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If the function $f\left( x \right)=\sin \left( \log x \right)-\cos \left( \log x \right)$ strictly increase in the interval $\left( {{e}^{\lambda }},{{e}^{\mu }} \right)$ then the value of $-500\cos \left( \mu -\lambda \right)$.

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Last updated date: 24th Jun 2024
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Answer
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Hint: We will first find the differentiation of the given function as we have given that the function strictly increases in the interval. Form that condition we will find the range of $x$ and we equate the result range with the given range to find the values of $\lambda ,\mu $ from that values we can find the required value of $-500\cos \left( \mu -\lambda \right)$

Complete step by step answer:
Given that, $f\left( x \right)=\sin \left( \log x \right)-\cos \left( \log x \right)$ strictly increase in the interval $\left( {{e}^{\lambda }},{{e}^{\mu }} \right)$, then
${{f}^{'}}\left( x \right)\text{ }>\text{ }0$
The value of ${{f}^{'}}\left( x \right)$ is
$\begin{align}
  & {{f}^{'}}\left( x \right)=\dfrac{d}{dx}\left[ \sin \left( \log x \right)-\cos \left( \log x \right) \right] \\
 & =\dfrac{d}{dx}\left[ \sin \left( \log x \right) \right]-\dfrac{d}{dx}\left[ \cos \left( \log x \right) \right]
\end{align}$
Use the formulas $\dfrac{d}{dx}\left( \sin x \right)=\cos x$, $\dfrac{d}{dx}\left( \cos x \right)=-\sin x$ in the above equation, then
${{f}^{'}}\left( x \right)=\cos \left( \log x \right).\dfrac{d}{dx}\left( \log x \right)+\sin \left( \log x \right)\dfrac{d}{dx}\left( \log x \right)$
Use the formula $\dfrac{d}{dx}\left( \log x \right)=\dfrac{1}{x}$, then
$\begin{align}
  & {{f}^{'}}\left( x \right)=\cos \left( \log x \right).\dfrac{1}{x}+\sin \left( \log x \right).\dfrac{1}{x} \\
 & =\dfrac{1}{x}\left[ \cos \left( \log x \right)+\sin \left( \log x \right) \right]
\end{align}$
if the function $f\left( x \right)$ strictly increase in the interval $\left( {{e}^{\lambda }},{{e}^{\mu }} \right)$, then
$\begin{align}
  & {{f}^{'}}\left( x \right)\text{ }>\text{ }0 \\
 & \dfrac{1}{x}\left[ \sin \left( \log x \right)+\cos \left( \log x \right) \right]\text{ }>\text{ }0 \\
 & \sin \left( \log x \right)+\cos \left( \log x \right)\text{ }>\text{ }0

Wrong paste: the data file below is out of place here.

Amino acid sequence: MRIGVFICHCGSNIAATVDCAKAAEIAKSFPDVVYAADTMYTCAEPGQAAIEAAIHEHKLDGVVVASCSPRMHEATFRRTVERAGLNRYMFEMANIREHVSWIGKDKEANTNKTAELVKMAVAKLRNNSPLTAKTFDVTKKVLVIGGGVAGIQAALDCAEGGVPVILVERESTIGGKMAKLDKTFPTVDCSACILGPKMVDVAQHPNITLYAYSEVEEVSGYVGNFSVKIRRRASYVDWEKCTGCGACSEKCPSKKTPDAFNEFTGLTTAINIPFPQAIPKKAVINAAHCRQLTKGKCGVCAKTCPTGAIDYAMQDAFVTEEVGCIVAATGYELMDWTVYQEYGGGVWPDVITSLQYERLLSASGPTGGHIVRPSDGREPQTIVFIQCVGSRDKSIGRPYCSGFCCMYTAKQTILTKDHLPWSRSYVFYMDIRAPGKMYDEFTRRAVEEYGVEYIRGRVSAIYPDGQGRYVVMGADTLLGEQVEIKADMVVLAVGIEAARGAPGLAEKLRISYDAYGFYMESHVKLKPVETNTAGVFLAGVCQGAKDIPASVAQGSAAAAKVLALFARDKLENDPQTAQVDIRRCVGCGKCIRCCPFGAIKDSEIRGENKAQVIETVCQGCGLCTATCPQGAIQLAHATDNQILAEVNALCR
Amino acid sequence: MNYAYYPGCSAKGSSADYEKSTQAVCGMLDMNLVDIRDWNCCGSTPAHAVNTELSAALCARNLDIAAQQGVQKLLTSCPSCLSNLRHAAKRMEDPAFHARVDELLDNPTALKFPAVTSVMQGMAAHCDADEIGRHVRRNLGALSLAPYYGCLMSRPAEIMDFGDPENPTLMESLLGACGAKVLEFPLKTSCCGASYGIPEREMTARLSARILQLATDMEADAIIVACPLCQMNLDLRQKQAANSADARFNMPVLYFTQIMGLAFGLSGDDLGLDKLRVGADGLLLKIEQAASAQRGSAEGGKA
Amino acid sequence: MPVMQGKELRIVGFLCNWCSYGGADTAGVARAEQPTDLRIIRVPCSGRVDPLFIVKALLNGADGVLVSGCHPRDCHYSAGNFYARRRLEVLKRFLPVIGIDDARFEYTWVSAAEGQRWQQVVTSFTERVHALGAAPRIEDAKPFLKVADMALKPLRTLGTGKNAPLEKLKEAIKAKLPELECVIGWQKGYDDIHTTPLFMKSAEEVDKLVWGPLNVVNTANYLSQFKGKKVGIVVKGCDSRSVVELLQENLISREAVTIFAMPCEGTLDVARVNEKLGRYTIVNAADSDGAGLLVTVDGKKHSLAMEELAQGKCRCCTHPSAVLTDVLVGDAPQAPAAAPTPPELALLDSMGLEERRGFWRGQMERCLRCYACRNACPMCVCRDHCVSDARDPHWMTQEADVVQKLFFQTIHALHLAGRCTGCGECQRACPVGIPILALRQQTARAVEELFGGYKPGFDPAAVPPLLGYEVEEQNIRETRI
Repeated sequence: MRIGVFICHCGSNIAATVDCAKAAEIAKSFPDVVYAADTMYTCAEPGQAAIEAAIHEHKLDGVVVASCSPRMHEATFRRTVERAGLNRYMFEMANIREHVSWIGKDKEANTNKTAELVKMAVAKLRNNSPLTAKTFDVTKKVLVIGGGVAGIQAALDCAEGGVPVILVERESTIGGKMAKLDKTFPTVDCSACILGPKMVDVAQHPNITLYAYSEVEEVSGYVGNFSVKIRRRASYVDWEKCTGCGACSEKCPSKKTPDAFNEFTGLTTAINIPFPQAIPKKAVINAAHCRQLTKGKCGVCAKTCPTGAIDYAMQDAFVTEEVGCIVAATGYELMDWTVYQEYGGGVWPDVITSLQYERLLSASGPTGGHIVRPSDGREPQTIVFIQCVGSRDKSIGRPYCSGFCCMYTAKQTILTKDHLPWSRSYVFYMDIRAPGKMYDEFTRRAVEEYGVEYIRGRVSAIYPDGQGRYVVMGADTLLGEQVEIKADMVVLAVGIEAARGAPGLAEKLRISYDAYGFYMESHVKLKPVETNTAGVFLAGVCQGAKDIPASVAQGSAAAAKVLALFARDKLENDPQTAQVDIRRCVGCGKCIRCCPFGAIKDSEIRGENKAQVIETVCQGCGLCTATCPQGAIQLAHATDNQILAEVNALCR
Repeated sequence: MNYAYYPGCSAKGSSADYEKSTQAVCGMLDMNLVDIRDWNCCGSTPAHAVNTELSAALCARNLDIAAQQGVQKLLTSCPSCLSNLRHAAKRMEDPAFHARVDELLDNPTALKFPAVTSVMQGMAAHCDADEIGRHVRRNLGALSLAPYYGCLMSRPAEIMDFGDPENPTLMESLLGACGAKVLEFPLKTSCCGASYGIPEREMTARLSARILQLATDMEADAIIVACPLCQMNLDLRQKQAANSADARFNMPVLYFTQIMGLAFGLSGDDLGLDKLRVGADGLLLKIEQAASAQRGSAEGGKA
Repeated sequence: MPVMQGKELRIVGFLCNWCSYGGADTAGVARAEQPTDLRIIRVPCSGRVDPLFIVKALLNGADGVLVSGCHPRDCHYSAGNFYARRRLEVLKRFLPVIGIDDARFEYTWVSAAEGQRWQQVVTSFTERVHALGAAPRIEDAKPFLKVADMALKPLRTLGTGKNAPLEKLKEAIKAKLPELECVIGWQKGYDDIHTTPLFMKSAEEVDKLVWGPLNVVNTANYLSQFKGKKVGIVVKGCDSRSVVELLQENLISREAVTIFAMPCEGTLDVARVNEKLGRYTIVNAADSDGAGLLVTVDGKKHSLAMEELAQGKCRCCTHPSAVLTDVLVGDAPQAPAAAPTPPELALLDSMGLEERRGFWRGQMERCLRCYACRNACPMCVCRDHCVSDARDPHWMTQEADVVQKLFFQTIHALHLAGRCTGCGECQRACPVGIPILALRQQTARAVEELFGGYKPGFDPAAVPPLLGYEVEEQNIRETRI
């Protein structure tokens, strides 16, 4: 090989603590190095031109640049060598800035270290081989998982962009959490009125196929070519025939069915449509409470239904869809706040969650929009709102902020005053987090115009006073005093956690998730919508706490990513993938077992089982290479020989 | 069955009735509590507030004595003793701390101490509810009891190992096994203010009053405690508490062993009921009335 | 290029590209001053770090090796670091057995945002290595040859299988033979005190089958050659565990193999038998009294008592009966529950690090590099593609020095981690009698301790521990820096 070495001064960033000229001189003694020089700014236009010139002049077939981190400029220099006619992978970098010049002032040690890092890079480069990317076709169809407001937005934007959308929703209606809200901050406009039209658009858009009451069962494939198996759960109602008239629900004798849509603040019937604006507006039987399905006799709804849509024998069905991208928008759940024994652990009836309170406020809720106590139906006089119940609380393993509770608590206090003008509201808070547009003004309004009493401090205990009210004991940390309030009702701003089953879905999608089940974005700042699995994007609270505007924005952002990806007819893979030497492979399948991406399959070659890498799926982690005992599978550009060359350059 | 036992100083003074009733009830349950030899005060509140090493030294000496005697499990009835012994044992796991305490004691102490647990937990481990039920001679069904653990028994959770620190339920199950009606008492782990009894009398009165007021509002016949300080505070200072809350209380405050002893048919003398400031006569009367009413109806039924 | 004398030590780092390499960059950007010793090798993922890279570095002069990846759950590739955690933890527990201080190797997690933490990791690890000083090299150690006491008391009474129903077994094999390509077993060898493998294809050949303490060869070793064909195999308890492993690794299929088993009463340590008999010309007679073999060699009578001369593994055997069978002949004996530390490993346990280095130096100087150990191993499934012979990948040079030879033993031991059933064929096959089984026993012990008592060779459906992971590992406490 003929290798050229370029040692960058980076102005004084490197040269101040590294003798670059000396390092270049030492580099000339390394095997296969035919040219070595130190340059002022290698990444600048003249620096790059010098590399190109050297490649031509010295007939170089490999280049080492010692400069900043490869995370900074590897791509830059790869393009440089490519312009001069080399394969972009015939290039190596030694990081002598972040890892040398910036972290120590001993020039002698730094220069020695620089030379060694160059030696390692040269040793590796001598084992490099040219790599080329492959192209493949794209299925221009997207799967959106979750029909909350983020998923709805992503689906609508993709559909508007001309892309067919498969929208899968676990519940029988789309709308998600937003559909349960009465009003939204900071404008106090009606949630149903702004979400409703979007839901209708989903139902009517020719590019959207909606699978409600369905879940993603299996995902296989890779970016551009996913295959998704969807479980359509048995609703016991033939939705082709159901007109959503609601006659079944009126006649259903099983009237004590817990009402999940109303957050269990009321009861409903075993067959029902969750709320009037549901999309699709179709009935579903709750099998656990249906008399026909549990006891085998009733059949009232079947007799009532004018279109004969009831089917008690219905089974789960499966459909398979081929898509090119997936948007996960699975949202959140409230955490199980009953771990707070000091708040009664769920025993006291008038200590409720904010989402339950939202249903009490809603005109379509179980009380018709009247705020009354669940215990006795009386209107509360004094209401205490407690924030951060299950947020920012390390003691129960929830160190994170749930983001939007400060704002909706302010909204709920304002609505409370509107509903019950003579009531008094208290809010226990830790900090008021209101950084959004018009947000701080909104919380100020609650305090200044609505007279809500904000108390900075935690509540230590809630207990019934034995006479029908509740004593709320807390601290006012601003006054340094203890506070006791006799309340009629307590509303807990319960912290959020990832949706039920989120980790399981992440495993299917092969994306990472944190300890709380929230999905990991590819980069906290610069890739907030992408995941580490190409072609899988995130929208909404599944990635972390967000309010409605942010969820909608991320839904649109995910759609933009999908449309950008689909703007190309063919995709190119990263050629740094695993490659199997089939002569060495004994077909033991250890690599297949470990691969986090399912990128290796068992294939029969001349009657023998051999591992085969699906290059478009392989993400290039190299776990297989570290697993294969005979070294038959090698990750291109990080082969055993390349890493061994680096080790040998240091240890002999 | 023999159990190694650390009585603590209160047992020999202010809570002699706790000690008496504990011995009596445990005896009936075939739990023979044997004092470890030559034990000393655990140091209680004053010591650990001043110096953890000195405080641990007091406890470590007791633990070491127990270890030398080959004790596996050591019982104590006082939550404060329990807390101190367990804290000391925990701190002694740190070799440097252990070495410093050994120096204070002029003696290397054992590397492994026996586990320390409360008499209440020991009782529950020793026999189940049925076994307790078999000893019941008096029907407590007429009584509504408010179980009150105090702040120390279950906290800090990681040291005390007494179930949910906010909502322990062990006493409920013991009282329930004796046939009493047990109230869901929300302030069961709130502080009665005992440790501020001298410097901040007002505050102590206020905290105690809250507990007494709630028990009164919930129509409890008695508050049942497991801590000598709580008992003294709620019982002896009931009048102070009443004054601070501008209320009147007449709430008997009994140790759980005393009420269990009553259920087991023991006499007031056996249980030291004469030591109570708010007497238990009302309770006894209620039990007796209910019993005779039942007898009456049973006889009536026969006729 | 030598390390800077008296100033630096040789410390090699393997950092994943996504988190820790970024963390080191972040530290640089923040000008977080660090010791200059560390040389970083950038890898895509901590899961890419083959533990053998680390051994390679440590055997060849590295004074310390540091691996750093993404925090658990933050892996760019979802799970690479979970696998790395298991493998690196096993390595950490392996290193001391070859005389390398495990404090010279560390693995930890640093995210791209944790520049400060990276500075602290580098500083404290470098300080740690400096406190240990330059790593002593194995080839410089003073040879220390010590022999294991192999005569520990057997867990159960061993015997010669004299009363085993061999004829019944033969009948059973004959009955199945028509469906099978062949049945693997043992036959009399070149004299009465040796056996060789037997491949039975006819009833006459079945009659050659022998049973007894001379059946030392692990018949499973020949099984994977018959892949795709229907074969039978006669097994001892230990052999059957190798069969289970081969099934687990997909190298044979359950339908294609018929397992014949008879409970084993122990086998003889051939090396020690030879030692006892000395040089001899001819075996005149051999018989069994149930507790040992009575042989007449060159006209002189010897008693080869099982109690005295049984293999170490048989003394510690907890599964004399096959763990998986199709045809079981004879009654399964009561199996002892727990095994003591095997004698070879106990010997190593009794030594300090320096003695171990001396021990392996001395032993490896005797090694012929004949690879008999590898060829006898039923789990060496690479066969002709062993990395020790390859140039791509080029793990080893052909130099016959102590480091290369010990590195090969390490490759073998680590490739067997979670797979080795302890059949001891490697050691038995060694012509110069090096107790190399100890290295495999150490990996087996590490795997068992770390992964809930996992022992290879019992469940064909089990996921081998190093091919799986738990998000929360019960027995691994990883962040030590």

\end{align}$
Multiply and divide by $\sqrt{2}$ in the above expression, then we have
$\sqrt{2}\left( \dfrac{1}{\sqrt{2}}\sin \left( \log x \right)+\dfrac{1}{\sqrt{2}}\cos \left( \log x \right) \right)\text{ }>\text{ }0$
Substituting $\sin \dfrac{\pi }{4}=\cos \dfrac{\pi }{4}=\dfrac{1}{\sqrt{2}}$in the above expression, then
$\cos \dfrac{\pi }{4}.\sin \left( \log x \right)+\sin \dfrac{\pi }{4}\cos \left( \log x \right)\text{ }>\text{ }0$
Using the formula $\sin x.\cos y+\cos x.\sin y=\sin \left( x+y \right)$ in the above expression, then we have
$\sin \left( \dfrac{\pi }{4}+\log x \right)\text{ }>\text{ }0$
The graph of $y=\sin x$ is given below
seo images

Form the above equation we have value of $\sin x\text{ }>\text{ }0$ for $0\text{ }<\text{ }x\text{ }<\text{ }\pi $, so the value of $\sin \left( \dfrac{\pi }{4}+\log x \right)\text{ }>\text{ }0$
For
$\begin{align}
  & 0\text{ }<\text{ }\dfrac{\pi }{4}+\log x\text{ }<\text{ }\pi \\
 & -\dfrac{\pi }{4}\text{ }<\text{ }\log x\text{ }<\text{ }\pi -\dfrac{\pi }{4} \\
 & -\dfrac{\pi }{4}\text{ }<\text{ }\log x\text{ }<\text{ }\dfrac{3\pi }{4} \\
 & {{e}^{-\dfrac{\pi }{4}}}\text{ }<\text{ }x\text{ }<\text{ }{{e}^{\dfrac{3\pi }{4}}}
\end{align}$
$\therefore $$x\in \left( {{e}^{-\dfrac{\pi }{4}}},{{e}^{\dfrac{3\pi }{4}}} \right)$
But given that $x\in \left( {{e}^{\lambda }},{{e}^{\mu }} \right)$ hence the values of $\lambda ,\mu $ are
$\lambda =-\dfrac{\pi }{4}$ and $\mu =\dfrac{3\pi }{4}$
Now the value of $-500\cos \left( \mu -\lambda \right)$ is
$\begin{align}
  & -500\cos \left( \mu -\lambda \right)=-500\cos \left( \dfrac{3\pi }{4}-\left( -\dfrac{\pi }{4} \right) \right) \\
 & =-500\cos \left( \dfrac{3\pi }{4}+\dfrac{\pi }{4} \right) \\
 & =-500\cos \pi \\
 & =-500\left( -1 \right) \\
 & =500
\end{align}$

Note: Please take the limits of $x$ for $\sin x\text{ }>\text{ }0$ as $0\text{ }<\text{ }x\text{ }<\text{ }\pi $. We have other ranges also for $x$ but it is the basic to consider the range from $0\text{ }<\text{ }x\text{ }<\text{ }\pi $. Be aware of the operations that we follow to simplify the range. The derivative of $\log x$ is $\dfrac{1}{x}$, mathematically $\dfrac{d}{dx}\left( \log x \right)=\dfrac{1}{x}$ and the differentiation of the functions like $f\left( g\left( x \right) \right)$ is given by $\dfrac{d}{dx}\left( f\left( g\left( x \right) \right) \right)={{f}^{'}}\left( g\left( x \right) \right).{{g}^{'}}\left( x \right)$